Last but not least, women workers should be involved adequately and proportionally at all stages including the drafting, administration and implementation of this Bill. Mechanisms for grievance redressal must be women friendly.
These concerns have not been addressed adequately in any of the Bills in circulation. For instance, all the Bills define unorganised workers as “a person for wages or income directly…”, thus completely excluding the category of unpaid workers, majority of whom are women.
The National Convention on Unorganised Workers concluded with a resolution that called for a comprehensive legislation to be introduced in the parliament ensuring social security and employment security for all workers in the unorganized sector and a separate legislation for agricultural workers. A plan of action towards this was also proposed including mass mobilization all over India, networking with like minded groups and putting pressure on the government at all levels including focused campaign at the constituency level seeking intervention by the Parliament on this. The Convention unanimously rejected the NCEUS Bill.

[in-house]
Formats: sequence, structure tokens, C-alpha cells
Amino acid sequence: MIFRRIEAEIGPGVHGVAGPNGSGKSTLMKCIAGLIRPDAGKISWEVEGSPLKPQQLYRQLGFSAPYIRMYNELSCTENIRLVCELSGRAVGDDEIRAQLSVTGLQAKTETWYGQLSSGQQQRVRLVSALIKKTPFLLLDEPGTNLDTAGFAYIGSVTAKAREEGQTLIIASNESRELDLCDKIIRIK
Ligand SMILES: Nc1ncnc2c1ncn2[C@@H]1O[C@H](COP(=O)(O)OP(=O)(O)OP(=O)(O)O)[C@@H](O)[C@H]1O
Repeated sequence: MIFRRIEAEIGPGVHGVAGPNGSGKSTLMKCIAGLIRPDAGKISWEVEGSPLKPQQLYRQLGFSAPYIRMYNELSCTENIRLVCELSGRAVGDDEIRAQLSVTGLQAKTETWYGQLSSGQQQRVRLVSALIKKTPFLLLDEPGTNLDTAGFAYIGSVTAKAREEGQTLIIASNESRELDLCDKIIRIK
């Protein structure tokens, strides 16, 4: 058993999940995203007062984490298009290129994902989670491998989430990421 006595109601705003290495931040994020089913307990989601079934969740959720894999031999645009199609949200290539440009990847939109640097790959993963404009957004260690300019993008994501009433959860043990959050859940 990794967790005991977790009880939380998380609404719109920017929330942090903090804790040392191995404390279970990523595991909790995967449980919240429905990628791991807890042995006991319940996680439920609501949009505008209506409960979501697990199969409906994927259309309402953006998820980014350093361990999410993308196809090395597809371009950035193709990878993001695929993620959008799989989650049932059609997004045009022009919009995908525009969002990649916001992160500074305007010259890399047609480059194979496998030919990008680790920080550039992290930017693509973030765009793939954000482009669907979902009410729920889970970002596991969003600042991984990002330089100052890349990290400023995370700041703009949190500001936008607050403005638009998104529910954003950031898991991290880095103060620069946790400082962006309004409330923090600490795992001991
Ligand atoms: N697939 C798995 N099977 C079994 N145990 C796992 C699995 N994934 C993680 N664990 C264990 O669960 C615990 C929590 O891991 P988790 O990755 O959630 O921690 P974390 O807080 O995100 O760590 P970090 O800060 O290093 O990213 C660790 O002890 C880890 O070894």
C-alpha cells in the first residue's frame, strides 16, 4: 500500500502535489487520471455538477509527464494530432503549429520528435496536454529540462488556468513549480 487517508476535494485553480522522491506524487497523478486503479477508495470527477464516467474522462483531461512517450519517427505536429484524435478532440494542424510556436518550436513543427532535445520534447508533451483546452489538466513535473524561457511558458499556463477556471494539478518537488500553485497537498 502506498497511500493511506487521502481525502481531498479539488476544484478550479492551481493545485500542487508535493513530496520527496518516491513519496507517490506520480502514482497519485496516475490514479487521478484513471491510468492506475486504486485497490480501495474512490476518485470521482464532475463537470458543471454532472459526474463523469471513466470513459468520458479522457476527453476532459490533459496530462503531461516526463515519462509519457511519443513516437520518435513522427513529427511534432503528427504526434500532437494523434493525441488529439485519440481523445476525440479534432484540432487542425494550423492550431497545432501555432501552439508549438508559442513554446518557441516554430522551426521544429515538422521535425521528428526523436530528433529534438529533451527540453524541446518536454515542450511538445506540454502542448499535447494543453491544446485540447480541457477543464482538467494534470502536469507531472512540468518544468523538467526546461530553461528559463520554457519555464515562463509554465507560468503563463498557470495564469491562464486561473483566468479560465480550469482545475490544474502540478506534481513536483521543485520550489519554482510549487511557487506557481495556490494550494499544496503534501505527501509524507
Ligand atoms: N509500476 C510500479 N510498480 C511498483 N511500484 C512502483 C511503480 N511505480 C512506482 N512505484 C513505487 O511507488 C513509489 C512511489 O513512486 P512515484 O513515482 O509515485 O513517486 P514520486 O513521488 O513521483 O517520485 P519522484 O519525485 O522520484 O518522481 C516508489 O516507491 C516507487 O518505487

It was emphasized that the legislation should be administered through tripartite boards at various levels and sectors. The composition of these boards should have adequate representation of workers, women, dalits, OBCs, adivasis and unpaid workers. Unorganised sector workers social security fund must be through budgeted allocation by the central government and not based on the exclusive contribution of workers. The workers contribution must be by way of a one time registration fee subject to renewal for every 2 years. Minimum level of social security benefits must be quantified and the budgetary allocation towards the social security fund must have relative nexus to the benefits quantified. It has been recommended that the Government of India contribute a minimum of 3 to 5% of the GDP towards this.
A Nagpur Declaration, which will be circulated soon, approved by the convention called upon trade unions, community organisations, peoples’ movements, NGOs and organizations that represent other segments of the working class, including the unemployed and workers in the informal economy to forge alliances to bring increased “power of representation” of the unorganized workers to the negotiation table.